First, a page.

Film review: The Shape of Water (3/5)
The Shape Of Water is the kooky, offbeat and unusual entry for best picture at this year’s Academy Awards. With an impressive total of twelve other nominations, including best actress, best score, best screenplay and best director, it has certainly made a splash and it seems more than guaranteed that it will go home with several gold statues. But is it really that unusual, or even original?
The story concerns a mute woman who works as a cleaner at a government facility. She goes through the same routine every day: boiling eggs, bathing, talking to her artist neighbour and listening to her best friend chat as they work. It is only when a new delivery to the lab, something not quite fish and not quite man, begins to respond to her, that she discovers something more.
The film is an unconventional romance, to be sure. A mute woman and a sea creature (who is slimy and scaly, not beautiful like a mermaid) falling in love is not something you see every day. Their courtship is touching, as they are the only ones who truly see each other for whom they are, but the other parts of the story, those additional to the romance, are not so fresh.
We’ve seen this plot countless times in films such as Free Willy, or even Splash. The government lab, the abused specimen, the innocent who comes to care and wants to help, the daring rescue, the big bad man who will do whatever it takes to stop them. The only difference here is the level of sexualisation, violence and the skilled direction from Guillermo Del Toro.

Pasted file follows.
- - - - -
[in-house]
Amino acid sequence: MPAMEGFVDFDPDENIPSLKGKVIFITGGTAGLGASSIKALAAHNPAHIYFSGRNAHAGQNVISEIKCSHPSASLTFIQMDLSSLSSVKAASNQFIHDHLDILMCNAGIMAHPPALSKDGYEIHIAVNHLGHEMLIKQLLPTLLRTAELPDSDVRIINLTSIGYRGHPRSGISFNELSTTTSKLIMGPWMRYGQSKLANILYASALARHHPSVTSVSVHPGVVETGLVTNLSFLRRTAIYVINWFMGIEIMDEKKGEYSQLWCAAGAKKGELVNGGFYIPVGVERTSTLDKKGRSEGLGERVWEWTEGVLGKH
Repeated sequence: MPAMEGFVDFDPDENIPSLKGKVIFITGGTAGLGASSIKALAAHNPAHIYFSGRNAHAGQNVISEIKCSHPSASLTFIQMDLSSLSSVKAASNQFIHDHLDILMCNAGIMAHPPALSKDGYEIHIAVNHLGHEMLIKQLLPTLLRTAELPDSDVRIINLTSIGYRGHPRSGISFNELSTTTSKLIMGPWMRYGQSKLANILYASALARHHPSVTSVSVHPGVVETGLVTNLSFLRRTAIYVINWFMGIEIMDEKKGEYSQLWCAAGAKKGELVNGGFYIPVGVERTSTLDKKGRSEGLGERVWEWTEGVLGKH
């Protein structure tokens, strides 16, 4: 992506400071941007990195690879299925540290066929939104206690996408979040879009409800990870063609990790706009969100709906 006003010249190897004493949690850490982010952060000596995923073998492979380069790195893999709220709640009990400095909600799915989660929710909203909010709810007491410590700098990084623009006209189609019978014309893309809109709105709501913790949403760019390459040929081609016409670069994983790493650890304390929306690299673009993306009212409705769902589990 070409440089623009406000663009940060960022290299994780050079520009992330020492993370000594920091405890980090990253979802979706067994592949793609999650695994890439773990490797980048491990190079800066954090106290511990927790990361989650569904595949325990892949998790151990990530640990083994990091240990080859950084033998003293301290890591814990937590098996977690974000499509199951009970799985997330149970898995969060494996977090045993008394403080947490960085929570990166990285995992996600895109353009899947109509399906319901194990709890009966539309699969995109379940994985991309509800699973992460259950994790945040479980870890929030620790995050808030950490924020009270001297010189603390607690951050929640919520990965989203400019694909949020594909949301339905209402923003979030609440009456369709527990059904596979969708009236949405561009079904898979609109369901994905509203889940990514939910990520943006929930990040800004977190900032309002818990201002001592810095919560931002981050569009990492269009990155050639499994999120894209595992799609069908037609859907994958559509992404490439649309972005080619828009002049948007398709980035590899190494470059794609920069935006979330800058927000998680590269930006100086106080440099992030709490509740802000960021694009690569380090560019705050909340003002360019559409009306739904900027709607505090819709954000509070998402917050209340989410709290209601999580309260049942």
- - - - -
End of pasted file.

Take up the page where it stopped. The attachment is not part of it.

The film is beautiful to look at; the atmosphere is evocative of its period and fairytale-esq. There are some truly tense moments, especially during the breakout, and the music is lovely.
Sally Hawkins is charming as Elisa and you really feel her anguish as she struggles to save the creature she loves. Michael Shannon as Colonel Strickland manages to be one of the most repulsive villains in recent movie-history. There is not one moment in which he is likeable. Doug Jones, whose whole career seems to have been spent under heavy makeup, is great as always.
It is impossible to call this film bad, and yet easy to say that it has been done before. It is a good film, maybe a wonderful one, but it is nothing new.
Perhaps if a twist had been employed, or the ending hadn’t been quite so saccharine, there would be more to say. As it is, The Shape Of Water is a film that is hard to form an opinion on. There is nothing wrong with it, and yet there is.
The Shape of Water is on general release, 2hr 3min, certificate 15